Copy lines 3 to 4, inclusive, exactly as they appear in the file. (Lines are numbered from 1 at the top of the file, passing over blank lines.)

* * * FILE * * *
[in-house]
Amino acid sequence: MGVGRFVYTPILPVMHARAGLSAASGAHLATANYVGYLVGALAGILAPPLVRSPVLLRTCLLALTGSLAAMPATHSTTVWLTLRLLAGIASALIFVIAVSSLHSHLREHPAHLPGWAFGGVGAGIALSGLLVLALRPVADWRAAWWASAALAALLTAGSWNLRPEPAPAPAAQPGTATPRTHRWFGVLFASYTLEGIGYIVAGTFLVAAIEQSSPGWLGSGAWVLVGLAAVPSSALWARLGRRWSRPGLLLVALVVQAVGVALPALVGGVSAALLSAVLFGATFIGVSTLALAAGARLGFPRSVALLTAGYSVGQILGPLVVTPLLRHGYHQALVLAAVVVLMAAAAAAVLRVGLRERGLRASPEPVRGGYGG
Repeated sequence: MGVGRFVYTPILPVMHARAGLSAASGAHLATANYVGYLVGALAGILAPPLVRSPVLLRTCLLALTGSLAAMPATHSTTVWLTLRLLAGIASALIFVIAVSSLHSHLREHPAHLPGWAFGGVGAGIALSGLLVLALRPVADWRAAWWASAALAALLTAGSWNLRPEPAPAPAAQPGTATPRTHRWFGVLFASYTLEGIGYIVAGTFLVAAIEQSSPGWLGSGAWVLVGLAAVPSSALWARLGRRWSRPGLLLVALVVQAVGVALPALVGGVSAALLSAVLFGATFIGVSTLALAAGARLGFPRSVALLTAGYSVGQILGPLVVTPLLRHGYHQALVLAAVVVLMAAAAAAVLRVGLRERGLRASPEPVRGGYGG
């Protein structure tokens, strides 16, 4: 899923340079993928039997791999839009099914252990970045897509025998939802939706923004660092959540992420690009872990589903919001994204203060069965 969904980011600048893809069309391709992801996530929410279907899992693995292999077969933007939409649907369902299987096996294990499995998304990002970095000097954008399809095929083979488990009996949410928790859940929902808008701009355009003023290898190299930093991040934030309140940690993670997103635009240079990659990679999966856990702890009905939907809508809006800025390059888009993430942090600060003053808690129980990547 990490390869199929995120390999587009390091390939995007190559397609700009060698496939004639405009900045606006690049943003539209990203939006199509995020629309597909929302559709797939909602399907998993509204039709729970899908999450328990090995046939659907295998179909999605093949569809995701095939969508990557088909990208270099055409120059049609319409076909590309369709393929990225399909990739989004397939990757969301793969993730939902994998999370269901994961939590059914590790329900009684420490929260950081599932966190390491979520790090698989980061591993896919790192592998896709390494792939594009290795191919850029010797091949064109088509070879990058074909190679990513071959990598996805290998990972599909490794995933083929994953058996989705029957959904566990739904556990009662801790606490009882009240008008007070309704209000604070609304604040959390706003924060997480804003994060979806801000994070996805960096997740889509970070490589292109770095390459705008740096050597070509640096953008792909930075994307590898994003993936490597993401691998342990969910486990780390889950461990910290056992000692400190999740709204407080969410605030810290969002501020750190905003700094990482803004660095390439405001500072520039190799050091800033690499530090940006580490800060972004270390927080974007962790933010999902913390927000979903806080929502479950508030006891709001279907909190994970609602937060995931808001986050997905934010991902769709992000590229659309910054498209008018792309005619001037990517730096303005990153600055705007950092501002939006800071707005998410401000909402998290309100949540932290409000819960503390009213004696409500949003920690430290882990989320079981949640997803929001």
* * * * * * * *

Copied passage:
Repeated sequence: MGVGRFVYTPILPVMHARAGLSAASGAHLATANYVGYLVGALAGILAPPLVRSPVLLRTCLLALTGSLAAMPATHSTTVWLTLRLLAGIASALIFVIAVSSLHSHLREHPAHLPGWAFGGVGAGIALSGLLVLALRPVADWRAAWWASAALAALLTAGSWNLRPEPAPAPAAQPGTATPRTHRWFGVLFASYTLEGIGYIVAGTFLVAAIEQSSPGWLGSGAWVLVGLAAVPSSALWARLGRRWSRPGLLLVALVVQAVGVALPALVGGVSAALLSAVLFGATFIGVSTLALAAGARLGFPRSVALLTAGYSVGQILGPLVVTPLLRHGYHQALVLAAVVVLMAAAAAAVLRVGLRERGLRASPEPVRGGYGG
């Protein structure tokens, strides 16, 4: 899923340079993928039997791999839009099914252990970045897509025998939802939706923004660092959540992420690009872990589903919001994204203060069965 969904980011600048893809069309391709992801996530929410279907899992693995292999077969933007939409649907369902299987096996294990499995998304990002970095000097954008399809095929083979488990009996949410928790859940929902808008701009355009003023290898190299930093991040934030309140940690993670997103635009240079990659990679999966856990702890009905939907809508809006800025390059888009993430942090600060003053808690129980990547 990490390869199929995120390999587009390091390939995007190559397609700009060698496939004639405009900045606006690049943003539209990203939006199509995020629309597909929302559709797939909602399907998993509204039709729970899908999450328990090995046939659907295998179909999605093949569809995701095939969508990557088909990208270099055409120059049609319409076909590309369709393929990225399909990739989004397939990757969301793969993730939902994998999370269901994961939590059914590790329900009684420490929260950081599932966190390491979520790090698989980061591993896919790192592998896709390494792939594009290795191919850029010797091949064109088509070879990058074909190679990513071959990598996805290998990972599909490794995933083929994953058996989705029957959904566990739904556990009662801790606490009882009240008008007070309704209000604070609304604040959390706003924060997480804003994060979806801000994070996805960096997740889509970070490589292109770095390459705008740096050597070509640096953008792909930075994307590898994003993936490597993401691998342990969910486990780390889950461990910290056992000692400190999740709204407080969410605030810290969002501020750190905003700094990482803004660095390439405001500072520039190799050091800033690499530090940006580490800060972004270390927080974007962790933010999902913390927000979903806080929502479950508030006891709001279907909190994970609602937060995931808001986050997905934010991902769709992000590229659309910054498209008018792309005619001037990517730096303005990153600055705007950092501002939006800071707005998410401000909402998290309100949540932290409000819960503390009213004696409500949003920690430290882990989320079981949640997803929001």